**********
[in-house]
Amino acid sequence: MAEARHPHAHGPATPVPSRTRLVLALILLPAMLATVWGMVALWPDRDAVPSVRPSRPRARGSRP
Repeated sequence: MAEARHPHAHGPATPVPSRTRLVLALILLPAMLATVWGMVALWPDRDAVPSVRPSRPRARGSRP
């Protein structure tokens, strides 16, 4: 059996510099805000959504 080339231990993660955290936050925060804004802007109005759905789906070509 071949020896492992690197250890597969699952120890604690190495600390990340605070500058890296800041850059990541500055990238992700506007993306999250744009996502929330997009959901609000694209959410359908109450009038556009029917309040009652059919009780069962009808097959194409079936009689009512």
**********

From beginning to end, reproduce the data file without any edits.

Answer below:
[in-house]
Amino acid sequence: MAEARHPHAHGPATPVPSRTRLVLALILLPAMLATVWGMVALWPDRDAVPSVRPSRPRARGSRP
Repeated sequence: MAEARHPHAHGPATPVPSRTRLVLALILLPAMLATVWGMVALWPDRDAVPSVRPSRPRARGSRP
């Protein structure tokens, strides 16, 4: 059996510099805000959504 080339231990993660955290936050925060804004802007109005759905789906070509 071949020896492992690197250890597969699952120890604690190495600390990340605070500058890296800041850059990541500055990238992700506007993306999250744009996502929330997009959901609000694209959410359908109450009038556009029917309040009652059919009780069962009808097959194409079936009689009512």